The one thing you cannot control is the weather but it is still worth checking just before you go so you can be prepared. Check a few different weather services to get a better idea of what the weather will be like. On some websites like wunderground.com you can see the historical weather data, although this is not a sure indicator of what the weather will be like when you go, it will give you a rough idea. It is always good to look up some alternatives to the beach should the weather be less than perfect.
It might seem obvious but you may require a visa if you are travelling outside of Europe. This will also likely incur some cost and depending on the destination you may have to apply well in advance to ensure you have it ready for your trip.
English will likely be spoken at most tourist hot spots, but this does not mean you should be just another ignorant tourist. It is always nice to at least try and learn some basic phrases and words in the local language. It may be handy and you will probably get a better reception and service most places if you at least try instead of barking English at everyone. Links to apps etc?
This may or may not apply depending on how you booked your holiday but if you used a budget airline remember to print boarding passes for outgoing and returning flights.
API or Advanced Passenger Information: in an effort to improve security many countries now require airlines to provide passenger details before they travel. For more details check the DirectGov website
The requirements differ from country to country so you may or may not have to complete this, but your airline should tell you in your booking details if you do.
If it is required this usually needs to be completed 24 hours before you fly or you will not be allowed on the plane! So very important to determine if it is required and where to fill this in.
The EHIC card will only cover essential medical care and will not always cover the full cost. It also does not provide any additional insurance against damage or loss of personal belongings or money so you should ideally arrange insurance before you travel.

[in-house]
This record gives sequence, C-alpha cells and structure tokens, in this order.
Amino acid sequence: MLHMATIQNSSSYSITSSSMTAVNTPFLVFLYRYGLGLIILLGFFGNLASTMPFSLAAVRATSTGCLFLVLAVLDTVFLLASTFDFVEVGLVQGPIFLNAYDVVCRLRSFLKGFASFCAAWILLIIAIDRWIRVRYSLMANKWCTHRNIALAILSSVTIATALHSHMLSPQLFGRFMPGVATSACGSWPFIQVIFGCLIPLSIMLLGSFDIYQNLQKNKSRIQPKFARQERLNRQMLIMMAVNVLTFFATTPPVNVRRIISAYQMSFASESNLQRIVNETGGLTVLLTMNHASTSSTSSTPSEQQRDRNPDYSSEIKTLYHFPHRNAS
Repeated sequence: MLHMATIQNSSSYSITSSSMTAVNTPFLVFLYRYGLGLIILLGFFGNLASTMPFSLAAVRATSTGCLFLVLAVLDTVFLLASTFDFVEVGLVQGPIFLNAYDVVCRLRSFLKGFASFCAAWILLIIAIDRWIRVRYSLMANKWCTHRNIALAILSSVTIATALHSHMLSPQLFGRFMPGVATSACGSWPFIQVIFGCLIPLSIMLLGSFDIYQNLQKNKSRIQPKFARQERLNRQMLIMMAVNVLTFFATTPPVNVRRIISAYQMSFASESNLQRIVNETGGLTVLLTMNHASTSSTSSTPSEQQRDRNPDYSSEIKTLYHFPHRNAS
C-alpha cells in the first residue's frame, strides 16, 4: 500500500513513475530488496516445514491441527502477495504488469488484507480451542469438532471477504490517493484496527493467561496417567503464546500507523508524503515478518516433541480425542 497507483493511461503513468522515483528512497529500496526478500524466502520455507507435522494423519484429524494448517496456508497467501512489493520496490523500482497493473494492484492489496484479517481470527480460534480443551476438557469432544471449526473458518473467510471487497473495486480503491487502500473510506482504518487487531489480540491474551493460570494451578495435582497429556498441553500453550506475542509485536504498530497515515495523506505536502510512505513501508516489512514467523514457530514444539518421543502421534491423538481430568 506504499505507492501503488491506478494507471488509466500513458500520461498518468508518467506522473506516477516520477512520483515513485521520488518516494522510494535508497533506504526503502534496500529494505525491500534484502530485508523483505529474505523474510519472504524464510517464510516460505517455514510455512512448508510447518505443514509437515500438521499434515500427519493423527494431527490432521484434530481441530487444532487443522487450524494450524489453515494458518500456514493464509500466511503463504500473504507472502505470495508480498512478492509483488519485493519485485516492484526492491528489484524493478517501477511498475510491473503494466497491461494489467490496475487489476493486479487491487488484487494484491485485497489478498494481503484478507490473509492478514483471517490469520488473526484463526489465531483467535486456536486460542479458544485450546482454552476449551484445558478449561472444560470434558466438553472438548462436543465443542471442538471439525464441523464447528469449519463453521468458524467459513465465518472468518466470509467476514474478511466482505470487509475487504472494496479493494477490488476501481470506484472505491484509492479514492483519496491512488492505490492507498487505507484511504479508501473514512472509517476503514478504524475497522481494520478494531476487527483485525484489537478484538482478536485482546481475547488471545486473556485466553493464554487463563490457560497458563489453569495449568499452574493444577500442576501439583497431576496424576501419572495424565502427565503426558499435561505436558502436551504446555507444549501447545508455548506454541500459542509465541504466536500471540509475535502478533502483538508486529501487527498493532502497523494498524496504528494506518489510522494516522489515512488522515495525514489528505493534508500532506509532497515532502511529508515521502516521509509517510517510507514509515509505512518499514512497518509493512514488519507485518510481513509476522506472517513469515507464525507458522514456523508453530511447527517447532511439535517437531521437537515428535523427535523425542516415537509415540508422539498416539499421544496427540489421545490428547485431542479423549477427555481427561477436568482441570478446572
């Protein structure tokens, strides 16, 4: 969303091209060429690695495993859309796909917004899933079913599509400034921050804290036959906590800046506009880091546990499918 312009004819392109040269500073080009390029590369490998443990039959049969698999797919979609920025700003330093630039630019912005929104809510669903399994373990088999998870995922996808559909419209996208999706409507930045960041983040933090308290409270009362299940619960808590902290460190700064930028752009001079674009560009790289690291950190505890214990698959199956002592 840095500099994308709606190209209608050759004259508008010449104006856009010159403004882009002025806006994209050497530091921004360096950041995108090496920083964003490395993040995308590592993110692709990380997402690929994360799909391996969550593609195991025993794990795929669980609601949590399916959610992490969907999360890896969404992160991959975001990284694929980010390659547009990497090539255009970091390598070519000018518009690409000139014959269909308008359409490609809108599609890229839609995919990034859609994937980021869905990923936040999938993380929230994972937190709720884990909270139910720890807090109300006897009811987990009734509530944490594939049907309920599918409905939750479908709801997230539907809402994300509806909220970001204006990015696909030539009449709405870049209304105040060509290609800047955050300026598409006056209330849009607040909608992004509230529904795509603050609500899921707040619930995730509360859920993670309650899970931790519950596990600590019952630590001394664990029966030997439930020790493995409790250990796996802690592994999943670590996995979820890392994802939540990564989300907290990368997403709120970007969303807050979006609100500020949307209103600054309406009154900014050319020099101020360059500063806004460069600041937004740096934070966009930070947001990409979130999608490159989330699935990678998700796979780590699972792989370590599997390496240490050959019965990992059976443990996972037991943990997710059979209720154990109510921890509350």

Before buying it is worth checking if you already have cover through your bank account. Some of the premium accounts that charge a monthly fee provide holiday insurance cover and in some cases for you and your partner.
If you do not already have cover shop around for good deals. Some tour operators will offer insurance with the package and it may be less hassle to do this.
It is also sometimes the case that you will not be allowed to fly if you do not have insurance. If you think you will be travelling more than once a year then it will definitely be worth while getting a year long policy use comparison websites to find the best cover.
Ensure you have received all tickets that are required. This will largely depend on how you booked your holiday but sometimes tickets will be posted out to you.
If you need to check-in on line then you will need to print your outgoing and returning boarding passes, it is often a good idea to print off two copies and keep them separate just in case. If you are responsible for printing your own boarding passes do you have a working printer with ink? Unfortunately something else to buy or find.